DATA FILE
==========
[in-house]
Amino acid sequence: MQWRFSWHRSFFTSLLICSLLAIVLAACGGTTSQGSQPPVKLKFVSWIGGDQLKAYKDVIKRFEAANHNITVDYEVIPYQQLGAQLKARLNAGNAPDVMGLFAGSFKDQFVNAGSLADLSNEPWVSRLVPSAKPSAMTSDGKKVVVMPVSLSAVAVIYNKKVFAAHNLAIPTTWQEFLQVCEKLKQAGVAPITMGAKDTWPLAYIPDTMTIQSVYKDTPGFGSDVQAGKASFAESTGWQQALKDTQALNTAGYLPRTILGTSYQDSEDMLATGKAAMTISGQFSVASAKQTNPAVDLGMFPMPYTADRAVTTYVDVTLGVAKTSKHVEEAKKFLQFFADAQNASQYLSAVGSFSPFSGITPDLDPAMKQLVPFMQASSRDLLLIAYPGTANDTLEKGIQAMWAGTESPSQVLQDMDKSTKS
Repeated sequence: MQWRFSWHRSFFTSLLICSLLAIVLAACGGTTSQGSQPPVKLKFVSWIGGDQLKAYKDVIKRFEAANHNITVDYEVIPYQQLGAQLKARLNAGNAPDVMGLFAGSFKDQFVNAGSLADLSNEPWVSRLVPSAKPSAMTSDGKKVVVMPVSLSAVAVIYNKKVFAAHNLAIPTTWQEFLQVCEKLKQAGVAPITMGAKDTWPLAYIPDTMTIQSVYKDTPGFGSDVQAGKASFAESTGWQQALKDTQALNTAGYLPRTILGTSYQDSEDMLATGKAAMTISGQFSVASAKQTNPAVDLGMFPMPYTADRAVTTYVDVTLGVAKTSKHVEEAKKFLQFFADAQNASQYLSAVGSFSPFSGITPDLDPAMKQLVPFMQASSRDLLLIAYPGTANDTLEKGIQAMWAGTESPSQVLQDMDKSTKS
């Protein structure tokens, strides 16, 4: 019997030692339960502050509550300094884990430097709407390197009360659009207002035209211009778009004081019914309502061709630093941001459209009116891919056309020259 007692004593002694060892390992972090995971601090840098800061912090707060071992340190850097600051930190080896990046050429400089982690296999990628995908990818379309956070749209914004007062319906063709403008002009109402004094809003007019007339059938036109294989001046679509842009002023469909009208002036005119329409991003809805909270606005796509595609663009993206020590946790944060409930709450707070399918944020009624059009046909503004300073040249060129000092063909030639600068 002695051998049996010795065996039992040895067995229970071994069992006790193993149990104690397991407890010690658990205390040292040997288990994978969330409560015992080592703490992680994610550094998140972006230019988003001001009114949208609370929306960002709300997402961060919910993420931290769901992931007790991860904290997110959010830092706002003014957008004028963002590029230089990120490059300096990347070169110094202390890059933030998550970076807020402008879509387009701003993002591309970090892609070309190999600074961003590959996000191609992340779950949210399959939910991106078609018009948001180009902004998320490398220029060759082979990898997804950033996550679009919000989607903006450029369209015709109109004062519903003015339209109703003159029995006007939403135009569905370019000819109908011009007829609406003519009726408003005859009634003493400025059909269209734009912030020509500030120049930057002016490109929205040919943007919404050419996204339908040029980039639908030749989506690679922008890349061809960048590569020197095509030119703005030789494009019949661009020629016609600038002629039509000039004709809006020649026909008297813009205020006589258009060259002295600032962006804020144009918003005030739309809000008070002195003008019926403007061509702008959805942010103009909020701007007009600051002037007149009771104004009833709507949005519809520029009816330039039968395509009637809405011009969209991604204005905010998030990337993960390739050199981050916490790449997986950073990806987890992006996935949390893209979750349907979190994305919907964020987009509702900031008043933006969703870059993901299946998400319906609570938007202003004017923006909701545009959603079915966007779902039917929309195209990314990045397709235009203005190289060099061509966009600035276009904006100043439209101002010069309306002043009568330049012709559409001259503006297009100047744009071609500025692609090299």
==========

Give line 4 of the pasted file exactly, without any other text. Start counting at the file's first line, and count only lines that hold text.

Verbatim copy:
């Protein structure tokens, strides 16, 4: 019997030692339960502050509550300094884990430097709407390197009360659009207002035209211009778009004081019914309502061709630093941001459209009116891919056309020259 007692004593002694060892390992972090995971601090840098800061912090707060071992340190850097600051930190080896990046050429400089982690296999990628995908990818379309956070749209914004007062319906063709403008002009109402004094809003007019007339059938036109294989001046679509842009002023469909009208002036005119329409991003809805909270606005796509595609663009993206020590946790944060409930709450707070399918944020009624059009046909503004300073040249060129000092063909030639600068 002695051998049996010795065996039992040895067995229970071994069992006790193993149990104690397991407890010690658990205390040292040997288990994978969330409560015992080592703490992680994610550094998140972006230019988003001001009114949208609370929306960002709300997402961060919910993420931290769901992931007790991860904290997110959010830092706002003014957008004028963002590029230089990120490059300096990347070169110094202390890059933030998550970076807020402008879509387009701003993002591309970090892609070309190999600074961003590959996000191609992340779950949210399959939910991106078609018009948001180009902004998320490398220029060759082979990898997804950033996550679009919000989607903006450029369209015709109109004062519903003015339209109703003159029995006007939403135009569905370019000819109908011009007829609406003519009726408003005859009634003493400025059909269209734009912030020509500030120049930057002016490109929205040919943007919404050419996204339908040029980039639908030749989506690679922008890349061809960048590569020197095509030119703005030789494009019949661009020629016609600038002629039509000039004709809006020649026909008297813009205020006589258009060259002295600032962006804020144009918003005030739309809000008070002195003008019926403007061509702008959805942010103009909020701007007009600051002037007149009771104004009833709507949005519809520029009816330039039968395509009637809405011009969209991604204005905010998030990337993960390739050199981050916490790449997986950073990806987890992006996935949390893209979750349907979190994305919907964020987009509702900031008043933006969703870059993901299946998400319906609570938007202003004017923006909701545009959603079915966007779902039917929309195209990314990045397709235009203005190289060099061509966009600035276009904006100043439209101002010069309306002043009568330049012709559409001259503006297009100047744009071609500025692609090299």